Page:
How to help your kids save money: Psychology's tips

Twice in the last week I have one of my small boys ask me for a toy or treat and I've caught myself saying, 'No not today, Mummy doesn't have enough money.' 

Our funds are tight, as they are for most families with kids.  We're saving to build a new house and we've had our fair share of unexpected budget blow outs with a wheel almost falling off my car (there goes $2000) and a minor plumbing mishap.

Hubby and I are not bad with money, but we're not great either.  I really want my boys to learn good financial habits as I know it's a vital life skill. As parents we know how to help our kids learn to read and write, to be polite and kind to others and to look after their belongings.  As they grow we teach them to ride a bike, cook and clean and eventually drive a car.  But how do we teach our children how to save money and manage it well throughout their lives?

I realised that I had no idea so I did some research.  This is what I learnt:

How to help your kids save money. www.potential.com.au

1. Show them the money. Money is an abstract concept for kids, especially these days when we don't actually see notes and coins as so many transactions are electronic.  Packages arrive in the post and when asked where their contents come from, my response to the kids is often, 'I bought it on the computer.'

My boys know that the plastic cards in Mummy's purse are used to buy items from the shops and I had long conversation with my seven year old about the Smiggle gift card he received for his birthday and how it has, "money on it" that he can spend in the Smiggle shop.  When you explain electronic money to kids it sounds bizarre, even to an adult.

Psychologists suggest that in order to help younger kids gain a sense of how money and saving work, you get a big jar and put notes and coins in it to save for family events or purchases such as a trip to the movies, the Zoo or a new household gadget or toy that everyone will enjoy.  Kids love watching the jar fill, counting and recounting the contents and they get a sense of money as a tangible thing.  They also learn that it often takes time and patience to get what you want. 

2. Make it a family affair. Recent research suggests that finances are the biggest single cause of stress for Australians yet many families are not very good at talking about money. Parents may save those conversations until after the kids are in bed, assuming that it's stuff that kids don't need to hear, especially if those conversations are tense or difficult. 

But we know that kids learn a huge amount from the example that we set as parents. If we never talk about money and how to save or spend it well when they're around, how will they learn? Chances are, they won't.

The advice here is to have family conversations about household spending plans and saving money for the bigger goals.  You might like to talk about your ideal family holiday or the new house you'd like to buy.  You can create a vision board with pictures of your goal as a reminder and incentive.  

Explain to the kids that there is a certain amount of money that comes into the house each week and if you, as a family, decide not to spend money on ice creams on the weekend then that's money that can get you a step close to that picture that you're working towards. You may find that they understand a lot more than you might expect.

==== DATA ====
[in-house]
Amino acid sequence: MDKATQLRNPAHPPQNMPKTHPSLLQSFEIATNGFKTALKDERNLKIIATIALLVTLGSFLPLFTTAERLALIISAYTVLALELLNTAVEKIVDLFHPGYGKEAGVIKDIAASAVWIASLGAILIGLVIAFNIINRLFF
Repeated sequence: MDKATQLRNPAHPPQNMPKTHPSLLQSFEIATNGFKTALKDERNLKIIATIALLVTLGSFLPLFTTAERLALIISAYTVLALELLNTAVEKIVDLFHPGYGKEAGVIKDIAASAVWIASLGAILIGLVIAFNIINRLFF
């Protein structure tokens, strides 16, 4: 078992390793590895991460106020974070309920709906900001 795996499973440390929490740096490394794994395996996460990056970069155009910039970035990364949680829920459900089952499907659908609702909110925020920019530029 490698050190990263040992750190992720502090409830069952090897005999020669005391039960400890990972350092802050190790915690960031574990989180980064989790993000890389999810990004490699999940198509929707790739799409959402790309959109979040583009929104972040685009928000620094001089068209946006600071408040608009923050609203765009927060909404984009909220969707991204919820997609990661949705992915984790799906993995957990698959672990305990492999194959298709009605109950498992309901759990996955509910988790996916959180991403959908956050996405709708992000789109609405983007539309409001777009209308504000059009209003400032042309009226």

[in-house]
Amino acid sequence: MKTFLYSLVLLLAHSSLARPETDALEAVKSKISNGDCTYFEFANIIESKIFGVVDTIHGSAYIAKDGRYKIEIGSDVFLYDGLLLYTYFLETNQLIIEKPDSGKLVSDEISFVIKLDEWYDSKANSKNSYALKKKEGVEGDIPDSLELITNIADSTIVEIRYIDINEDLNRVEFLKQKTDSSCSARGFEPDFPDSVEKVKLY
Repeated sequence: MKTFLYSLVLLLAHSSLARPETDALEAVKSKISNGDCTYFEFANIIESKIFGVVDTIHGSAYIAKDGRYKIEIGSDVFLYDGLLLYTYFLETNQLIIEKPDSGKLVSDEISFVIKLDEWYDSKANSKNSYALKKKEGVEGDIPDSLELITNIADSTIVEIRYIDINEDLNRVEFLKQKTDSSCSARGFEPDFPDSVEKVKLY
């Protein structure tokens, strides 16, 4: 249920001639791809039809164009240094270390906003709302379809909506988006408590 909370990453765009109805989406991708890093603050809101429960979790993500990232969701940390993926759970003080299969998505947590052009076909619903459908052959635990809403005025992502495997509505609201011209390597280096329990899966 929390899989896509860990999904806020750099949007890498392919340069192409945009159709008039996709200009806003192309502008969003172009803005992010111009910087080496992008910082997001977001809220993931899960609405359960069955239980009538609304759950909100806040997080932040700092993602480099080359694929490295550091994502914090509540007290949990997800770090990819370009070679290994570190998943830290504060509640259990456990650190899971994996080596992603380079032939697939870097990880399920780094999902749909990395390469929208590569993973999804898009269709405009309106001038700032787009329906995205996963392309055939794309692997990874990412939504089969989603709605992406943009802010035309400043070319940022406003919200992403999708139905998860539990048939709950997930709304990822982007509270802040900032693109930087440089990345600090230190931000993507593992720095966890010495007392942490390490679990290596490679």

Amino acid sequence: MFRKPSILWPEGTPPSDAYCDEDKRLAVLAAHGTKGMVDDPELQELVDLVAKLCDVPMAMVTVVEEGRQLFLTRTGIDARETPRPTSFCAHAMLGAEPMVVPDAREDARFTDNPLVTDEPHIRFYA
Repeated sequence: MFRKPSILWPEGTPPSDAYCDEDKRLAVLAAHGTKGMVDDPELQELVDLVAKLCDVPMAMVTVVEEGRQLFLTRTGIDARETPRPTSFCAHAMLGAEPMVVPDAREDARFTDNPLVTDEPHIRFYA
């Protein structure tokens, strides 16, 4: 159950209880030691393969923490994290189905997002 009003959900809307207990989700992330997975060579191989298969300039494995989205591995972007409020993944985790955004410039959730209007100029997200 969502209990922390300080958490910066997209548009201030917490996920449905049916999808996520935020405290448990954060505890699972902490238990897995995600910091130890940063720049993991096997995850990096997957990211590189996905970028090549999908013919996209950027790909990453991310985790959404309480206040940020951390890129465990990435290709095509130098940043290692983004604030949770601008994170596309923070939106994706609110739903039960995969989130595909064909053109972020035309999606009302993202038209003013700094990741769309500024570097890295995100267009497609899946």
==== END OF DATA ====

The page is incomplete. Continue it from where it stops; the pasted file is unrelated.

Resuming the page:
3. This little piggy likes to donate and invest. If your pre and primary school aged kids are anything like mine, you probably have a piggy bank sitting around somewhere containing $4.75 worth of tooth fairy money or a collection of loose change that they've gathered from under the coffee table or the shopping centre car park.  

Piggy banks are a great way to store money but they're not great for teaching kids about money, its value and how to manage it.  

I've gone for the piggy bank upgrade and have ordered two of these.

This clever little piggy helps kids to learn about their options when it comes to money.  They can pop their allowance or other money they receive in the spend section but when it's gone, it's gone.  They can also set a spending goal and save to meet that goal using the 'Save' section.  

Thinking longer term, you can work with your kids to help them learn about saving for the future with the 'Invest' section.  This might be money that they save up to open an investment account.  Compound interest is great when you start young.

Finally, you can help kids learn the value of sharing their money with others who are less fortunate with the piggy section that I like best, 'Donate'. Helping kids to understand that through saving their money and giving back by donating they learn not only the value of money but the value of community and sharing and that can only make the world a better place.

A final word from the experts about kids and money - and this is one I'll take to heart - don't say, "We can't afford it" unless it's absolutely true.  It sends a confusing message to kids who might worry that you can't afford essentials. You might try, "Do you think that's a good way for us to spend our money?" I don't know if it will work but it's worth a try.

Do you talk to your kids about money?  Got any tips?


I've written this post for you and also as an entry to Heritage Bank's Savvy Saver Blog Awards (You've got to be in it to win it, right?) The winner is determined by reader votes so if this post has helped you, I would love it if you can drop by and vote for Potential Psychology.  Everyone who votes has a chance to win a $100 gift card and entries close on 9 October 2015. Thank you!